In this post we won’t get into why mold is a bad thing for your living space. This topic is widely covered and frankly there is not a lot of disagreement about it.
But how and why does mold pervade our living space? It’s all about moisture and humidity
When mold spores land on a moist surface suitable for life, they begin to grow. Humidity (moisture) is the key factor in understanding mold growth. The most important parameters that characterize the degree of humidity are: water activity (the amount of water available to spores); relative humidity of the air and the moisture content of the materials. Because insulation sits between you and the outdoor environment it plays a key role in either encouraging or preventing mold growth. Wool insulation addresses these inputs in a unique way.
Water does not build up on the surface of wool
Mold cannot use humidity that is accumulated deep inside in an insulation material, therefore, the moisture condition directly on the surface is crucial. This is where wool’s hydrophobic (water-repellent) properties kick in. The outside of the wool fiber consists of overlapping cuticle cells that naturally repel water (hydrophobic). So water is not easily available on the surface for mold to grow.
Wool actively manages Relative Humidity
In a brilliant twist of evolution, the interior of the wool fiber is actually hygroscopic meaning it has a high moisture buffering capacity. Water vapor is able to pass into the interior of the fiber. This is how wool can absorb up to 33% of its own weight in water and still feel dry to the touch. So wool traps moisture inside the fiber (where mold spores cannot get to it) which moderates the relative humidity of your wall cavity.
Wool insulates really well, making an inhospitable environment for mold
As we’ve written before, there are a number of ways to accurately measure the insulative qualities of a material… it’s not just R Value. Because of the aforementioned qualities of wool, the stated R Value will persist with time. Degradation in R Value due to moisture buildup does not occur. So with a long-lasting insulation like wool, the temperature and relative humidity of your wall cavity and living space is more easily maintained. Along with that comes less opportunity for mold growth through issues like condensation.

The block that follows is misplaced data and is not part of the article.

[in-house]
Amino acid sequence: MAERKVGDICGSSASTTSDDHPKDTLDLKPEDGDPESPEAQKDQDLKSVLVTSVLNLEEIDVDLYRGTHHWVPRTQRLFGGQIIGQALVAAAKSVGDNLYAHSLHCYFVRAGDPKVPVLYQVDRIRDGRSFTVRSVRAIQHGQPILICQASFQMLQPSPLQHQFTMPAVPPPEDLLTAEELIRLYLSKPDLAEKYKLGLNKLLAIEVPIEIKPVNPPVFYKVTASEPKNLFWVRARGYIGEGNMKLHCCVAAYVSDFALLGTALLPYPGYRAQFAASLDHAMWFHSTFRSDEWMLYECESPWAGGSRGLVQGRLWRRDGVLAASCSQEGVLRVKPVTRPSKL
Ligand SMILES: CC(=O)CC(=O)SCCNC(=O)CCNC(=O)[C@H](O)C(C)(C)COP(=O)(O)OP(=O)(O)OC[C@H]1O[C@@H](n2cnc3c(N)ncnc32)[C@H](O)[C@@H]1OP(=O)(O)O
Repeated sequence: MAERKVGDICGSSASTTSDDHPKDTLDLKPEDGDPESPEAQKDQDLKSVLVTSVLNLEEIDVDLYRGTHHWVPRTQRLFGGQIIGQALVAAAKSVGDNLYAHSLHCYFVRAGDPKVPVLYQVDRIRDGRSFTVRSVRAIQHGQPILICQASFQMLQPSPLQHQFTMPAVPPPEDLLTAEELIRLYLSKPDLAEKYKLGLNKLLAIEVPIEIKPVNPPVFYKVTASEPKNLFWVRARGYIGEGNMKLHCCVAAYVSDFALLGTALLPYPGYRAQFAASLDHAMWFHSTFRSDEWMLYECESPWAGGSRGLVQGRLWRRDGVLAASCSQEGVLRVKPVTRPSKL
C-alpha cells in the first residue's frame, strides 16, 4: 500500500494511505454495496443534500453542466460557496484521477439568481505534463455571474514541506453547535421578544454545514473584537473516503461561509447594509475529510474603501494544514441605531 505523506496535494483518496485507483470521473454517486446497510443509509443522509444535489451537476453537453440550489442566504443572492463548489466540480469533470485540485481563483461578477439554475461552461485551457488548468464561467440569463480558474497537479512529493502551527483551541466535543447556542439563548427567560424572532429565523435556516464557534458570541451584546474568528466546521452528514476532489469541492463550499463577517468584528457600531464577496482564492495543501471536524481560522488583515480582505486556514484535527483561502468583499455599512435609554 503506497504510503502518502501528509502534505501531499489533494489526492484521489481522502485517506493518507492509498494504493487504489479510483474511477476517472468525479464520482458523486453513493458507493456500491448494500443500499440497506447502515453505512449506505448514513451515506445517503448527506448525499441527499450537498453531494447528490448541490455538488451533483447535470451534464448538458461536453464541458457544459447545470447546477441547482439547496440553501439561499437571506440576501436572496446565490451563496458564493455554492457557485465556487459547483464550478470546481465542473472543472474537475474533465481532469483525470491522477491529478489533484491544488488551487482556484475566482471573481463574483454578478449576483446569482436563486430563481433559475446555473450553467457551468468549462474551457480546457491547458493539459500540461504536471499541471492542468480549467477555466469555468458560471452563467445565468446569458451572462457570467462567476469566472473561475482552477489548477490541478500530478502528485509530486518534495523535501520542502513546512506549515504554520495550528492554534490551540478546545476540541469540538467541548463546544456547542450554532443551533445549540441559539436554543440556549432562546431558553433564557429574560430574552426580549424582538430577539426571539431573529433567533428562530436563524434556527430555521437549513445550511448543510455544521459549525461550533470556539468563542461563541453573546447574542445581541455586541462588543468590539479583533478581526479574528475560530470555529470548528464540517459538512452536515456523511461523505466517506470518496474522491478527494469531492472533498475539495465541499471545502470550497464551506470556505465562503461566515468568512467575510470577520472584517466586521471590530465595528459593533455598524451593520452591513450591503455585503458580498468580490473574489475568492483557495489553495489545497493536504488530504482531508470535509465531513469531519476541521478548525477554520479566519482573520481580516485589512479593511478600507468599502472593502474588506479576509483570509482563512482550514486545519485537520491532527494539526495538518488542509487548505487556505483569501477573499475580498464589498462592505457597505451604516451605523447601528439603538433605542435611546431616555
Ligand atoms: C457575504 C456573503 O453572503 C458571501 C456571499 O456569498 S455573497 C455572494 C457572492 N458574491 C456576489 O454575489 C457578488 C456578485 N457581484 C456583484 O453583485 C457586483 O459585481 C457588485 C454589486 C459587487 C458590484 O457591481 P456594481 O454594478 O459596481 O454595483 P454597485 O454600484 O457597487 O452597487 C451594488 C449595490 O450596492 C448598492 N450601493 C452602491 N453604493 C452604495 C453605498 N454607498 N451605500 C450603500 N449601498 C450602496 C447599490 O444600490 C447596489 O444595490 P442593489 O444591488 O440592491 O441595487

The cumulative effect of wool insulation and less relative humidity makes for a tough place for mold to grow. Win-win.
Other than using Havelock Wool Insulation, how else can you prevent mold growth?
You will find a ton of research, tips, and ideas on the internet about maintaining a mold-free living space. In our years of insulating all types of structures, we’ve learned some basics to always keep in mind. As with most things in life, common sense prevails :
- Ventilate: a space that can breathe, can dry. Let the air flow!
- Keep it clean : whether it’s floors, gutters, drip pans or drainage lines, a clean space makes it harder for mold to grow.
- Minimize or eliminate leaks: vigilance required but keep an eye out for any water finding its way into your space
- Strongly consider placement of any vapor barriers; in a wall cavity is not suggested.
I got a Chevy Express 3500 12 passenger van. I’m intended to do the conversion in steps is 1 bag will be enough for floor and walls up to windows level?
Check out vanlife page for details. Each bag covers 100 s/f so it really just depends on how much area is to be insulated. Thanks! https://havelockwool.com/van-insulation-products/
Hi, So, I don’t need the baffles if I use this for the roof?
Mark Jacob Barrier
Looking to insulate attic space over 1500sq ft, in N.Alabama
Great! Once you have exact measurements you can buy directly online HERE. Email us at email@example.com with any questions. Thanks! https://residential.havelockwool.com/
Should I raise the floor to creat some space between my cork and the floor of the car that will sandwich my wool? Thanks
You do not want to compress the wool as that will diminish it’s insulative qualities. Hope that helps.